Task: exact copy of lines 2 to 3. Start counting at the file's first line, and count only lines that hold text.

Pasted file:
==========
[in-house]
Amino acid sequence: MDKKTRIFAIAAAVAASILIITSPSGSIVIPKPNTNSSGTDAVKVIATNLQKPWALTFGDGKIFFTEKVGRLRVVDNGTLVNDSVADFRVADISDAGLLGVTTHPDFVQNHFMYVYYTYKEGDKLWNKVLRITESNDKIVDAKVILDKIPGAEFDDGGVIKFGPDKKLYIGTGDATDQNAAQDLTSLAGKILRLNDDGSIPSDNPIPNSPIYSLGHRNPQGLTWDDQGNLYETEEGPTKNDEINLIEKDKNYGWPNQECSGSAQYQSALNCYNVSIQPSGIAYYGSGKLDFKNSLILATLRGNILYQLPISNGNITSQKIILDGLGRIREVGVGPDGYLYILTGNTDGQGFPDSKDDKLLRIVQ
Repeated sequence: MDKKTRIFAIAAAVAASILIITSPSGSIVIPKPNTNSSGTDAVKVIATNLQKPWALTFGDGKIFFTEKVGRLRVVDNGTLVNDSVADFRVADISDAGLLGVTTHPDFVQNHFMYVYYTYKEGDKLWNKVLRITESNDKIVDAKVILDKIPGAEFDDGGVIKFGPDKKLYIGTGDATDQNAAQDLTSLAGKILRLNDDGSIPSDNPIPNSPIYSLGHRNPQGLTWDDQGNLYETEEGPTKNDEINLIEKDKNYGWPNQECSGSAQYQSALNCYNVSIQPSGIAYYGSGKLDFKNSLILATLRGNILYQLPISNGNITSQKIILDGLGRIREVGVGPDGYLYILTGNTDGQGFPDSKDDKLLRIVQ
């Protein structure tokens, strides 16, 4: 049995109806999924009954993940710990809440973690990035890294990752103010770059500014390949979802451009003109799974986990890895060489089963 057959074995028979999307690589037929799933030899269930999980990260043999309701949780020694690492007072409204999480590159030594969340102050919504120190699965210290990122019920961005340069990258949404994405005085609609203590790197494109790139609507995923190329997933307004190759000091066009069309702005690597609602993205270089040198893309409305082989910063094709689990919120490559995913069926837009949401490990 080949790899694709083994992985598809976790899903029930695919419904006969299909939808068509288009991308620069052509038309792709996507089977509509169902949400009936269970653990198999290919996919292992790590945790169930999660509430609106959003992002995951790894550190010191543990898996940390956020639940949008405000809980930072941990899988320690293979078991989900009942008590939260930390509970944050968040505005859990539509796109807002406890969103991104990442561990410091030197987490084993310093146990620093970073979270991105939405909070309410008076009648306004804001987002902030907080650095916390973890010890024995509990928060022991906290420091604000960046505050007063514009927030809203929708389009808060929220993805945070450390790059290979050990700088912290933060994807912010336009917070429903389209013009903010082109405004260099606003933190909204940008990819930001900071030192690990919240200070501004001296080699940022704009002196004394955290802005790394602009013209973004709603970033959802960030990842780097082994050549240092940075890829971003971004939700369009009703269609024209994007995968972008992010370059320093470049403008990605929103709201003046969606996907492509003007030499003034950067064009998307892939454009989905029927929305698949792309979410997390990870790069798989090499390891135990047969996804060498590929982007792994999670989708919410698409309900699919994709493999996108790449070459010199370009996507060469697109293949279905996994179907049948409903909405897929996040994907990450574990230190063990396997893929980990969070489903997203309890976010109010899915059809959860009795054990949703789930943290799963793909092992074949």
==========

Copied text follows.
Amino acid sequence: MDKKTRIFAIAAAVAASILIITSPSGSIVIPKPNTNSSGTDAVKVIATNLQKPWALTFGDGKIFFTEKVGRLRVVDNGTLVNDSVADFRVADISDAGLLGVTTHPDFVQNHFMYVYYTYKEGDKLWNKVLRITESNDKIVDAKVILDKIPGAEFDDGGVIKFGPDKKLYIGTGDATDQNAAQDLTSLAGKILRLNDDGSIPSDNPIPNSPIYSLGHRNPQGLTWDDQGNLYETEEGPTKNDEINLIEKDKNYGWPNQECSGSAQYQSALNCYNVSIQPSGIAYYGSGKLDFKNSLILATLRGNILYQLPISNGNITSQKIILDGLGRIREVGVGPDGYLYILTGNTDGQGFPDSKDDKLLRIVQ
Repeated sequence: MDKKTRIFAIAAAVAASILIITSPSGSIVIPKPNTNSSGTDAVKVIATNLQKPWALTFGDGKIFFTEKVGRLRVVDNGTLVNDSVADFRVADISDAGLLGVTTHPDFVQNHFMYVYYTYKEGDKLWNKVLRITESNDKIVDAKVILDKIPGAEFDDGGVIKFGPDKKLYIGTGDATDQNAAQDLTSLAGKILRLNDDGSIPSDNPIPNSPIYSLGHRNPQGLTWDDQGNLYETEEGPTKNDEINLIEKDKNYGWPNQECSGSAQYQSALNCYNVSIQPSGIAYYGSGKLDFKNSLILATLRGNILYQLPISNGNITSQKIILDGLGRIREVGVGPDGYLYILTGNTDGQGFPDSKDDKLLRIVQ